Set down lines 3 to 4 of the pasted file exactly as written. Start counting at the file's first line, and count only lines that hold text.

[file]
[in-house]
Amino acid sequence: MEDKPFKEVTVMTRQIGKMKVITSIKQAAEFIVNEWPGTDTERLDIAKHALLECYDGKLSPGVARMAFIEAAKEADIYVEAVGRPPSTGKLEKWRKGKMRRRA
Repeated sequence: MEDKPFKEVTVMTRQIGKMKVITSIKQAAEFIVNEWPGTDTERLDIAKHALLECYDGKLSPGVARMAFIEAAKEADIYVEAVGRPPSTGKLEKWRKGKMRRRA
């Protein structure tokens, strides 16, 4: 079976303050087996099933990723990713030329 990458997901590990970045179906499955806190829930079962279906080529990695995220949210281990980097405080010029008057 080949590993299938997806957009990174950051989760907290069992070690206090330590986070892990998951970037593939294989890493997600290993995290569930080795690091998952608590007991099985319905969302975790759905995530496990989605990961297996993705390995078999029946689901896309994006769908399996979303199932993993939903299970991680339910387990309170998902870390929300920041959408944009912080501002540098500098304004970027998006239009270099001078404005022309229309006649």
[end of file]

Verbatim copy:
Repeated sequence: MEDKPFKEVTVMTRQIGKMKVITSIKQAAEFIVNEWPGTDTERLDIAKHALLECYDGKLSPGVARMAFIEAAKEADIYVEAVGRPPSTGKLEKWRKGKMRRRA
């Protein structure tokens, strides 16, 4: 079976303050087996099933990723990713030329 990458997901590990970045179906499955806190829930079962279906080529990695995220949210281990980097405080010029008057 080949590993299938997806957009990174950051989760907290069992070690206090330590986070892990998951970037593939294989890493997600290993995290569930080795690091998952608590007991099985319905969302975790759905995530496990989605990961297996993705390995078999029946689901896309994006769908399996979303199932993993939903299970991680339910387990309170998902870390929300920041959408944009912080501002540098500098304004970027998006239009270099001078404005022309229309006649």